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I'm running 2560×1600 on Intel HD 4000 without any tweaks: There are some pitfalls like attempts to use HDMI display connection at standard HDMI 1.2 which cannot handle that resolution (you need HDMI 1.3, and above 2560×1600 you will need HDMI 1.4); or using cable with insufficient parameters for given link speed etc. Add display type and HDMI level of ...


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This has to do with internal addressing of ram chips of the module. If it's outside the chipset addressing then there's nothing one can do (more specifically - memory controller's addressing capability, which not necessarily may be part of chipset). It's not only architectural (in the meaning you probably ask). It goes deeper: Ram chip -> Ram module -> ...


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I highly doubt that it is your Wireless Card causing the issue. The issue seems to be with your Router Setup, maybe the pass through connection between the provided modem and your router is faulty. Frankly it could be many reasons, including your OS, however if your WiFi card works with IPv4 it will work with IPv6.


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To get useful IPv6 communication working, you need devices to be on the same IPv6 subnet to be able to communicate. Since DHCPv6 is not the preferred common way to share addresses, this leaves you with two options to make sure you're using the same IPv6 subnet: using router advertisements, or static IPv6 address assignments. I'm guessing (and could be ...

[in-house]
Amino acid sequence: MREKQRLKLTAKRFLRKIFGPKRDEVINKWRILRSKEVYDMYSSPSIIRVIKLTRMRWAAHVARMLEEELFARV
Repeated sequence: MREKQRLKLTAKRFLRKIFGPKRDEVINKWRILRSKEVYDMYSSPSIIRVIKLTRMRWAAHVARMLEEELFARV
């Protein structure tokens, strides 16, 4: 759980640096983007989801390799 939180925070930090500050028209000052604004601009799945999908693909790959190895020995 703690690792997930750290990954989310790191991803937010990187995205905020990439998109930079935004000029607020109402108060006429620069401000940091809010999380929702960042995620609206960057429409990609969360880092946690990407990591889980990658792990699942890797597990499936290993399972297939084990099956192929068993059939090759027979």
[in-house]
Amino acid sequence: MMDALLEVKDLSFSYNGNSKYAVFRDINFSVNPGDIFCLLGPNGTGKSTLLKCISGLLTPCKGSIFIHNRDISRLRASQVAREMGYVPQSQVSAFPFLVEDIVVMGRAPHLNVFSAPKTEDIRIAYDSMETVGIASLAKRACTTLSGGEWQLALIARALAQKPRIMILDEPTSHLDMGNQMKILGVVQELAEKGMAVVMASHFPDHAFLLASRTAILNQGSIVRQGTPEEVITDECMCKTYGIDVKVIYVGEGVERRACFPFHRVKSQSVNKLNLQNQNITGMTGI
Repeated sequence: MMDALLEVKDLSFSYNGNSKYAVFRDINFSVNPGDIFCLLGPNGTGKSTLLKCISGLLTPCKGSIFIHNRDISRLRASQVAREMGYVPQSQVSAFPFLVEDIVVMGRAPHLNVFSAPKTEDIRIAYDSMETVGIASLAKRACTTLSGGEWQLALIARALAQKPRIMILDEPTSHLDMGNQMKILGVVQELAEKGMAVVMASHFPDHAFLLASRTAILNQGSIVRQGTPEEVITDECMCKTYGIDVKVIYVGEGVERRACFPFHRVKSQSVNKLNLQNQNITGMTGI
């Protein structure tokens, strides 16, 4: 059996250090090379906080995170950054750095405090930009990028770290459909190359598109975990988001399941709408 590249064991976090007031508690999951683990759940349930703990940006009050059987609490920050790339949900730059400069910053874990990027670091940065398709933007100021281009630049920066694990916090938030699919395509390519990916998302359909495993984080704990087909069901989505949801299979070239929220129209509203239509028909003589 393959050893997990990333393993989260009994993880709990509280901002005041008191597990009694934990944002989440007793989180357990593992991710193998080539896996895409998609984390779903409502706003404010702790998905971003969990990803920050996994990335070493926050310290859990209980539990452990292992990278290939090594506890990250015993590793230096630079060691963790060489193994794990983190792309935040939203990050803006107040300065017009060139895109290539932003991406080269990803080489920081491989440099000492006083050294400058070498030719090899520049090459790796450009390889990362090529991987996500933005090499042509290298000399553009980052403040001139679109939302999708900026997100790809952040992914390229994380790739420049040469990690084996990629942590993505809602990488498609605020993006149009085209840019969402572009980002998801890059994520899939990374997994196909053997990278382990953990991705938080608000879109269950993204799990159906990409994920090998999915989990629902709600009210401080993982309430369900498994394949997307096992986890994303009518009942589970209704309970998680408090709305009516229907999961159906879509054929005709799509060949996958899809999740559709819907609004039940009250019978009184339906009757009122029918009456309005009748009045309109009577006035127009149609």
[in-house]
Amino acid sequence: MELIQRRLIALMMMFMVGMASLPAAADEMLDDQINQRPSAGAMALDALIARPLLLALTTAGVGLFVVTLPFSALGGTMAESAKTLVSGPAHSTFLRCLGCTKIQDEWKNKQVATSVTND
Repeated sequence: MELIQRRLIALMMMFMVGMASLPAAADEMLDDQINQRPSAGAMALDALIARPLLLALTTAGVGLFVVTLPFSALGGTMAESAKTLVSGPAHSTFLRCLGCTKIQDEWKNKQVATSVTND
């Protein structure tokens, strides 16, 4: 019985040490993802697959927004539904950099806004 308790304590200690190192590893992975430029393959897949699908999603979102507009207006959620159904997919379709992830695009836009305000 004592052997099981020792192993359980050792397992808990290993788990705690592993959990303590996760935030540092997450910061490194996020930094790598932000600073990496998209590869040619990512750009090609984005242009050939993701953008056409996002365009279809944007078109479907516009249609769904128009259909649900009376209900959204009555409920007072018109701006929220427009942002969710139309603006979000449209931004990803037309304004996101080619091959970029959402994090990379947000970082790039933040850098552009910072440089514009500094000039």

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Go to https://downloadcenter.intel.com Click "Update Drivers" on the left. See what it offers.


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Apparantly this is possible, using some trickery: Intel HD Graphics 4000 (Ivy Bridge) Status: successful, 2560x1440 55 Hz tested Tested with: Asus N56VM pre-sample and Fujitsu P27T-6 27-inch display with 2560x1440. Instructions (Windows) You need to manually add a new resolution to the Intel driver (Display -> Custom Resolutions) to use a resolution ...


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The official one by Intel shows weather it is turbo-boosting or not (http://www.majorgeeks.com/files/details/intel_turbo_boost_technology_monitor.html) I have noticed that just the difference of turbo boosting causes a huge difference in heat output. A trick I discovered to keep it from turbo boosting and heating up so much is to create a power plan in ...


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Doing a little analysis of what CPUs are supported I can safety say that ASUS P5G41-M will support the Intel® Core™2 Extreme Processor QX6700 (8M Cache, 2.66 GHz, 1066 MHz FSB) because it supports Intel® Core™2 Extreme Processor QX6800 (8M Cache, 2.93 GHz, 1066 MHz FSB) the power requirements are identical and the QX6800 was released after the QX6700. You ...


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In the 70's and early 80's: RAM was very very expensive it ran at the same speed as the CPU. programming by hand in assembly language was common So - simplifying very much here - it made sense to design CPUs where each instruction performed a lot of work, was easy to translate from high-level languages, and where programs were expected to use memory as ...



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